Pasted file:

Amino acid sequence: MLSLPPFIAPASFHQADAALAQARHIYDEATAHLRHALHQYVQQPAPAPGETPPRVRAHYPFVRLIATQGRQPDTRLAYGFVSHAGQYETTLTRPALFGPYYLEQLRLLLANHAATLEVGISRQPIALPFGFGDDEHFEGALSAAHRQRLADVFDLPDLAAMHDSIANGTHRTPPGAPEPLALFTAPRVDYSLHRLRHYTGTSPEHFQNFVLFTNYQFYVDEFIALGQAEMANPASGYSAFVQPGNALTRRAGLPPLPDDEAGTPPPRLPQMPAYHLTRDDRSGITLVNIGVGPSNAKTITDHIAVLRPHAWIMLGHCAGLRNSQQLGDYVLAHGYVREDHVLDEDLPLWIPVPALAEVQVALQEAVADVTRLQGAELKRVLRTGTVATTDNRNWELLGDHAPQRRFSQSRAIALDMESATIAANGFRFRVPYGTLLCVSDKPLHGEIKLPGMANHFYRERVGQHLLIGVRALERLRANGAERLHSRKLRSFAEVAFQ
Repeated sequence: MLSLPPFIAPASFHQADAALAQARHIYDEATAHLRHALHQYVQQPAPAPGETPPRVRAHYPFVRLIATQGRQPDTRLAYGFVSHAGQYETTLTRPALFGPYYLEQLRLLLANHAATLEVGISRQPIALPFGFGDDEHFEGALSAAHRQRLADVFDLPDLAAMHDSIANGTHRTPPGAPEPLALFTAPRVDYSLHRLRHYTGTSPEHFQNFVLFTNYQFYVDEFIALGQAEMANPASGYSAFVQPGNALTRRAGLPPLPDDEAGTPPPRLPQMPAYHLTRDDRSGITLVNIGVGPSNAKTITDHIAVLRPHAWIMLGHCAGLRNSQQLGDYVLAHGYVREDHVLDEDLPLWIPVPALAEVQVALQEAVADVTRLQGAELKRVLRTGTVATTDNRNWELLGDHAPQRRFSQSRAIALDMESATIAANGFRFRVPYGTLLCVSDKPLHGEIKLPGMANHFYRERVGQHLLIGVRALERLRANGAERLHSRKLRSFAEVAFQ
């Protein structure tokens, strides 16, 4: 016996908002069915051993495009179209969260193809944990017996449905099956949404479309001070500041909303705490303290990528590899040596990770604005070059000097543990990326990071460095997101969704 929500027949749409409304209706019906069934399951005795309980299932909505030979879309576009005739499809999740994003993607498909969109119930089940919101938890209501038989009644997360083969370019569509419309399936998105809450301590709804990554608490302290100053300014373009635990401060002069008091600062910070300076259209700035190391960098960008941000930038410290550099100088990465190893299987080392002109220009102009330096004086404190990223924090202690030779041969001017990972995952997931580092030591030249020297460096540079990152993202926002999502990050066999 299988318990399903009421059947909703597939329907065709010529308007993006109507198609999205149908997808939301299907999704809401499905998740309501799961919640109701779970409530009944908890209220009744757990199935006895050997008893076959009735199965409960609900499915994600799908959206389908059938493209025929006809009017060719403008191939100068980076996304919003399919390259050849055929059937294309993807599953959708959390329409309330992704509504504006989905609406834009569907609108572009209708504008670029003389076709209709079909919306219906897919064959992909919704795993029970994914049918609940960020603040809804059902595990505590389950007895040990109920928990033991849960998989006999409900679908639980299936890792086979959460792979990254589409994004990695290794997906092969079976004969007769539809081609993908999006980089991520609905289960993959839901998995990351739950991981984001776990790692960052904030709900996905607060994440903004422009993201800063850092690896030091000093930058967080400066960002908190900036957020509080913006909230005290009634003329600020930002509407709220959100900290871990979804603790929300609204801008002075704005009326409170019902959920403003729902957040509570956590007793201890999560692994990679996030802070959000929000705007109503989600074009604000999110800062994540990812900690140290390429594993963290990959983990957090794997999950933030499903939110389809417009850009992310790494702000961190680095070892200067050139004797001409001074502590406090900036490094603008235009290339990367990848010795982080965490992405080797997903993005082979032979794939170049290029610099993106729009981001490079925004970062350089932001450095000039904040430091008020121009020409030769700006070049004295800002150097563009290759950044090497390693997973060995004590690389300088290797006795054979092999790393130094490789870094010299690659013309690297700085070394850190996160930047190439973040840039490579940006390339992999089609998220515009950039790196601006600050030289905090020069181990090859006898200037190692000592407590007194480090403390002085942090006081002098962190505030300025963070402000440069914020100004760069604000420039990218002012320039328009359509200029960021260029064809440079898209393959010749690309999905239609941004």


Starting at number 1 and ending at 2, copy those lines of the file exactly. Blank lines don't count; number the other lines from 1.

Amino acid sequence: MLSLPPFIAPASFHQADAALAQARHIYDEATAHLRHALHQYVQQPAPAPGETPPRVRAHYPFVRLIATQGRQPDTRLAYGFVSHAGQYETTLTRPALFGPYYLEQLRLLLANHAATLEVGISRQPIALPFGFGDDEHFEGALSAAHRQRLADVFDLPDLAAMHDSIANGTHRTPPGAPEPLALFTAPRVDYSLHRLRHYTGTSPEHFQNFVLFTNYQFYVDEFIALGQAEMANPASGYSAFVQPGNALTRRAGLPPLPDDEAGTPPPRLPQMPAYHLTRDDRSGITLVNIGVGPSNAKTITDHIAVLRPHAWIMLGHCAGLRNSQQLGDYVLAHGYVREDHVLDEDLPLWIPVPALAEVQVALQEAVADVTRLQGAELKRVLRTGTVATTDNRNWELLGDHAPQRRFSQSRAIALDMESATIAANGFRFRVPYGTLLCVSDKPLHGEIKLPGMANHFYRERVGQHLLIGVRALERLRANGAERLHSRKLRSFAEVAFQ
Repeated sequence: MLSLPPFIAPASFHQADAALAQARHIYDEATAHLRHALHQYVQQPAPAPGETPPRVRAHYPFVRLIATQGRQPDTRLAYGFVSHAGQYETTLTRPALFGPYYLEQLRLLLANHAATLEVGISRQPIALPFGFGDDEHFEGALSAAHRQRLADVFDLPDLAAMHDSIANGTHRTPPGAPEPLALFTAPRVDYSLHRLRHYTGTSPEHFQNFVLFTNYQFYVDEFIALGQAEMANPASGYSAFVQPGNALTRRAGLPPLPDDEAGTPPPRLPQMPAYHLTRDDRSGITLVNIGVGPSNAKTITDHIAVLRPHAWIMLGHCAGLRNSQQLGDYVLAHGYVREDHVLDEDLPLWIPVPALAEVQVALQEAVADVTRLQGAELKRVLRTGTVATTDNRNWELLGDHAPQRRFSQSRAIALDMESATIAANGFRFRVPYGTLLCVSDKPLHGEIKLPGMANHFYRERVGQHLLIGVRALERLRANGAERLHSRKLRSFAEVAFQ